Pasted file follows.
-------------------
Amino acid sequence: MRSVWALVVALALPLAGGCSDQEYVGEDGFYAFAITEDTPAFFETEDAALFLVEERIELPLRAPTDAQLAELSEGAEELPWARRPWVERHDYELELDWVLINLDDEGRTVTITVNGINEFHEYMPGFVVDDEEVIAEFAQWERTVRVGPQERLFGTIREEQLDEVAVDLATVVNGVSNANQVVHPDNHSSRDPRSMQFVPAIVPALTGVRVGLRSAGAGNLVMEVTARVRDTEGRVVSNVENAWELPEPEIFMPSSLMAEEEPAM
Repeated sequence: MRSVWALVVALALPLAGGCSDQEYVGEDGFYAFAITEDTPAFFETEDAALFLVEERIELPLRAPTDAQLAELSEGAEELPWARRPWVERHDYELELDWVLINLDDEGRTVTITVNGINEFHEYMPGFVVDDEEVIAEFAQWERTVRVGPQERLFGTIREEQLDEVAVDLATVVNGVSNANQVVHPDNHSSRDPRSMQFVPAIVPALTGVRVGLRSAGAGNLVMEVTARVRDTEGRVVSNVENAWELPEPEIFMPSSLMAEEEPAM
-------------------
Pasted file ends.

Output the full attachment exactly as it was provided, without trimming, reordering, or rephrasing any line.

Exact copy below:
Amino acid sequence: MRSVWALVVALALPLAGGCSDQEYVGEDGFYAFAITEDTPAFFETEDAALFLVEERIELPLRAPTDAQLAELSEGAEELPWARRPWVERHDYELELDWVLINLDDEGRTVTITVNGINEFHEYMPGFVVDDEEVIAEFAQWERTVRVGPQERLFGTIREEQLDEVAVDLATVVNGVSNANQVVHPDNHSSRDPRSMQFVPAIVPALTGVRVGLRSAGAGNLVMEVTARVRDTEGRVVSNVENAWELPEPEIFMPSSLMAEEEPAM
Repeated sequence: MRSVWALVVALALPLAGGCSDQEYVGEDGFYAFAITEDTPAFFETEDAALFLVEERIELPLRAPTDAQLAELSEGAEELPWARRPWVERHDYELELDWVLINLDDEGRTVTITVNGINEFHEYMPGFVVDDEEVIAEFAQWERTVRVGPQERLFGTIREEQLDEVAVDLATVVNGVSNANQVVHPDNHSSRDPRSMQFVPAIVPALTGVRVGLRSAGAGNLVMEVTARVRDTEGRVVSNVENAWELPEPEIFMPSSLMAEEEPAM